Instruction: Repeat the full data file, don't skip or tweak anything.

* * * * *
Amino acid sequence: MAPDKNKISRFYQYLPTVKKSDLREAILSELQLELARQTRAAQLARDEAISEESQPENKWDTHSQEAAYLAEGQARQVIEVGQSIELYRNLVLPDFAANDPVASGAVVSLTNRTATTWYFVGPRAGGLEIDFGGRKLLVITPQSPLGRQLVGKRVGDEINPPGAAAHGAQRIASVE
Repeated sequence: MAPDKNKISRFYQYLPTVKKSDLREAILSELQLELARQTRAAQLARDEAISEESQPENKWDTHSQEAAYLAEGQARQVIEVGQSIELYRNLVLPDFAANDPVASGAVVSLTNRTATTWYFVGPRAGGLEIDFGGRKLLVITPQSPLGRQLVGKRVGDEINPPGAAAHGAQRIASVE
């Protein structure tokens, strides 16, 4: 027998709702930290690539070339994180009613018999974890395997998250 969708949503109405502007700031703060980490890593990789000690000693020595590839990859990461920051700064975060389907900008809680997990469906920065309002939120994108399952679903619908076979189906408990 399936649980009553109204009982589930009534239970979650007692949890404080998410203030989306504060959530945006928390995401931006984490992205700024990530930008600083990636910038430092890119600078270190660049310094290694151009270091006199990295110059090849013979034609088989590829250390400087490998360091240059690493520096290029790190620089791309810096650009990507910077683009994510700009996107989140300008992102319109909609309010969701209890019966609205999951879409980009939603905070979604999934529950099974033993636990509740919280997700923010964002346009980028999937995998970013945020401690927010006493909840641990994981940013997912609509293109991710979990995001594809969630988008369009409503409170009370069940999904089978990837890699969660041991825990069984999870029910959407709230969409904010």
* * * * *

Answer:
Amino acid sequence: MAPDKNKISRFYQYLPTVKKSDLREAILSELQLELARQTRAAQLARDEAISEESQPENKWDTHSQEAAYLAEGQARQVIEVGQSIELYRNLVLPDFAANDPVASGAVVSLTNRTATTWYFVGPRAGGLEIDFGGRKLLVITPQSPLGRQLVGKRVGDEINPPGAAAHGAQRIASVE
Repeated sequence: MAPDKNKISRFYQYLPTVKKSDLREAILSELQLELARQTRAAQLARDEAISEESQPENKWDTHSQEAAYLAEGQARQVIEVGQSIELYRNLVLPDFAANDPVASGAVVSLTNRTATTWYFVGPRAGGLEIDFGGRKLLVITPQSPLGRQLVGKRVGDEINPPGAAAHGAQRIASVE
């Protein structure tokens, strides 16, 4: 027998709702930290690539070339994180009613018999974890395997998250 969708949503109405502007700031703060980490890593990789000690000693020595590839990859990461920051700064975060389907900008809680997990469906920065309002939120994108399952679903619908076979189906408990 399936649980009553109204009982589930009534239970979650007692949890404080998410203030989306504060959530945006928390995401931006984490992205700024990530930008600083990636910038430092890119600078270190660049310094290694151009270091006199990295110059090849013979034609088989590829250390400087490998360091240059690493520096290029790190620089791309810096650009990507910077683009994510700009996107989140300008992102319109909609309010969701209890019966609205999951879409980009939603905070979604999934529950099974033993636990509740919280997700923010964002346009980028999937995998970013945020401690927010006493909840641990994981940013997912609509293109991710979990995001594809969630988008369009409503409170009370069940999904089978990837890699969660041991825990069984999870029910959407709230969409904010």